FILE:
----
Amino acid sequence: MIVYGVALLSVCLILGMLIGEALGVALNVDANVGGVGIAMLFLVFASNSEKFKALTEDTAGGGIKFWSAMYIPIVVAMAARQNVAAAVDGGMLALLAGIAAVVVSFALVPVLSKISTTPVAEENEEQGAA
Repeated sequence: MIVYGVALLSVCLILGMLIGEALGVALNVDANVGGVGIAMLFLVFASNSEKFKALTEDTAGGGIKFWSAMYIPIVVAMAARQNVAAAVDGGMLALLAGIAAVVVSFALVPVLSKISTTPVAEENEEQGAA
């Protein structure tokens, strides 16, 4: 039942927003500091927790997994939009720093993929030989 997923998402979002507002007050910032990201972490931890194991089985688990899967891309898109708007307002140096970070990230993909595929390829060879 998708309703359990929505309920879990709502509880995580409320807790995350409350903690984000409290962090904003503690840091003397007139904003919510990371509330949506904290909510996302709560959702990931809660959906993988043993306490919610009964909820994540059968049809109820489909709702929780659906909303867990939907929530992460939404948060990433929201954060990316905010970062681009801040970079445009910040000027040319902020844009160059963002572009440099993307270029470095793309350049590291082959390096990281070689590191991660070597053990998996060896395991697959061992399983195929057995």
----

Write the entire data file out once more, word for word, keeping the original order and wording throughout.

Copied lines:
Amino acid sequence: MIVYGVALLSVCLILGMLIGEALGVALNVDANVGGVGIAMLFLVFASNSEKFKALTEDTAGGGIKFWSAMYIPIVVAMAARQNVAAAVDGGMLALLAGIAAVVVSFALVPVLSKISTTPVAEENEEQGAA
Repeated sequence: MIVYGVALLSVCLILGMLIGEALGVALNVDANVGGVGIAMLFLVFASNSEKFKALTEDTAGGGIKFWSAMYIPIVVAMAARQNVAAAVDGGMLALLAGIAAVVVSFALVPVLSKISTTPVAEENEEQGAA
């Protein structure tokens, strides 16, 4: 039942927003500091927790997994939009720093993929030989 997923998402979002507002007050910032990201972490931890194991089985688990899967891309898109708007307002140096970070990230993909595929390829060879 998708309703359990929505309920879990709502509880995580409320807790995350409350903690984000409290962090904003503690840091003397007139904003919510990371509330949506904290909510996302709560959702990931809660959906993988043993306490919610009964909820994540059968049809109820489909709702929780659906909303867990939907929530992460939404948060990433929201954060990316905010970062681009801040970079445009910040000027040319902020844009160059963002572009440099993307270029470095793309350049590291082959390096990281070689590191991660070597053990998996060896395991697959061992399983195929057995």